Bond Dissociation Energies of Carbene-Carbene and Carbene-Main Group Adducts

Monica Vasiliu, The University of Alabama
Kyle C. Edwards, The University of Alabama
Daniela Tapu, Kennesaw State University
Clarisa E. Castillo, The University of Alabama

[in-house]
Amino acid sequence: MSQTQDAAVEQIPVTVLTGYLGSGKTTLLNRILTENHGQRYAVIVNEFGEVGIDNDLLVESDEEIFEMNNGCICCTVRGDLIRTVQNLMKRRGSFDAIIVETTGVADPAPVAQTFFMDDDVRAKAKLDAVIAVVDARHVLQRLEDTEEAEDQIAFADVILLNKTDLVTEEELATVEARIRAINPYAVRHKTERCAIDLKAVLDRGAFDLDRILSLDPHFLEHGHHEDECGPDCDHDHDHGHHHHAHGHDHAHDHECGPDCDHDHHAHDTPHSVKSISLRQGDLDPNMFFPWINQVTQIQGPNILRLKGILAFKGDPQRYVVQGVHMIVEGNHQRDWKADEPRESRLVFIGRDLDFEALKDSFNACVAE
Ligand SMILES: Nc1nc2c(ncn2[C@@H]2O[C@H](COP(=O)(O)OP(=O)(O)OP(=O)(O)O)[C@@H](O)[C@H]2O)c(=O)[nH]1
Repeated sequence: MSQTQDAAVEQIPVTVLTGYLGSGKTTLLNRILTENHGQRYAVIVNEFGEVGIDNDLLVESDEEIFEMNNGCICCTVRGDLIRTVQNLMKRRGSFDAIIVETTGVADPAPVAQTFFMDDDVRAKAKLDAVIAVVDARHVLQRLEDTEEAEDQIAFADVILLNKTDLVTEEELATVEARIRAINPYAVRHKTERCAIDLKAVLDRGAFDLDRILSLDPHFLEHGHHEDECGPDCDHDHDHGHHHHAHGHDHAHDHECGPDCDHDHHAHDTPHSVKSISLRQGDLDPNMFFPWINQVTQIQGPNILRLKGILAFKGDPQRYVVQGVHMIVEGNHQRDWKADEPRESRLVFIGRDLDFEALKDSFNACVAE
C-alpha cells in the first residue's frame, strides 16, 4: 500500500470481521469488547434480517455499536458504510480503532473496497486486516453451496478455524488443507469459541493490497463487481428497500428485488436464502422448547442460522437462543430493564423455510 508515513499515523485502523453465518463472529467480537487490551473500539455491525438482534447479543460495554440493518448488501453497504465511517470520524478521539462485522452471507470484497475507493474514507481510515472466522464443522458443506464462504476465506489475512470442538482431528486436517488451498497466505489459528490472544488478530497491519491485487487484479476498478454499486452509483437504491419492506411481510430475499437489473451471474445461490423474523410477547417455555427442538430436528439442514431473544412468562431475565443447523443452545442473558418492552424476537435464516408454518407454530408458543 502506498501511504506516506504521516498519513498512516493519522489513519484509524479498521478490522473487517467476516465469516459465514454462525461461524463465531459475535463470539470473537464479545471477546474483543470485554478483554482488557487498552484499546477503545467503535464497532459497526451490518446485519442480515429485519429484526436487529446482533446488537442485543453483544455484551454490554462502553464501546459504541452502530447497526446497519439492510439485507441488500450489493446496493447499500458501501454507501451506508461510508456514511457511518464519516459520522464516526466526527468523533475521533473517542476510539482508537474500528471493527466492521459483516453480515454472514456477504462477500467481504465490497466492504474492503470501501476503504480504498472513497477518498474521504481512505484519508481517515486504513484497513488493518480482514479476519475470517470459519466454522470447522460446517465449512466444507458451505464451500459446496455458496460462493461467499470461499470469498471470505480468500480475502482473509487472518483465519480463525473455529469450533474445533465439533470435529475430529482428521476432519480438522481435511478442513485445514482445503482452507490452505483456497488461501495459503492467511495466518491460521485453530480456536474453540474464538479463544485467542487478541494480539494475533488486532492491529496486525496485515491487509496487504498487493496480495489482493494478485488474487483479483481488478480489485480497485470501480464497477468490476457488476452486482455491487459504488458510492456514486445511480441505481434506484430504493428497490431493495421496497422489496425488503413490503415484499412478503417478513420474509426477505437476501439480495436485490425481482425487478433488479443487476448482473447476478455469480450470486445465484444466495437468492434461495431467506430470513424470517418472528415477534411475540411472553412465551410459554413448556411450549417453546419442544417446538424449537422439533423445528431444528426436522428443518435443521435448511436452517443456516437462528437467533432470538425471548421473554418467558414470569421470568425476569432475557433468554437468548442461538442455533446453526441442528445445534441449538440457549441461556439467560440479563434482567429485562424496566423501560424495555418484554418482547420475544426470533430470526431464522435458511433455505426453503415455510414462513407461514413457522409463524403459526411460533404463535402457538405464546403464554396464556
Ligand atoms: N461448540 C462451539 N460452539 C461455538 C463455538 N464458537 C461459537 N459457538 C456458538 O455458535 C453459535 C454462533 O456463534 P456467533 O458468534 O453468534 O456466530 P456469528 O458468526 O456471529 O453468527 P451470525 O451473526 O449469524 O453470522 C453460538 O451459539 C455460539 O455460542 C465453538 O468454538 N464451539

A range of carbene structures and their adducts with one another and with a selection of small-molecule electrophiles and nucleophiles were examined at the composite correlated molecular orbital theory G3MP2 level to explore ground-state "carbenic" structures, their stabilities, and reactivities. Differences between carbene general classification as a singlet electrophilic carbene or singlet nucleophilic carbene and their given reactivity are discussed. A key quantity is the carbon-carbon bond dissociation energy for carbene dimers or the carbene-adduct dissociation energy for other species. The carbene dimer bond dissociation energies span a wide range from 10 to 170 kcal/mol. The hydrogenation energies and singlet-triplet splitting were found to correlate best with the carbene's self-dimerization energy, whereas other descriptors do not. The proton and fluoride affinities of the carbenes alone prove inadequate for classifying reactivity among classes of carbenes. The self-dimerization bond dissociation energy, hydrogenation energy, and singlet-triplet splitting of various carbenes, despite sometimes large differences in proton affinity and other indicators of reactivity, provide usable metrics to correlate substantial amounts of thermodynamic and kinetic (reactivity) information regarding these structures.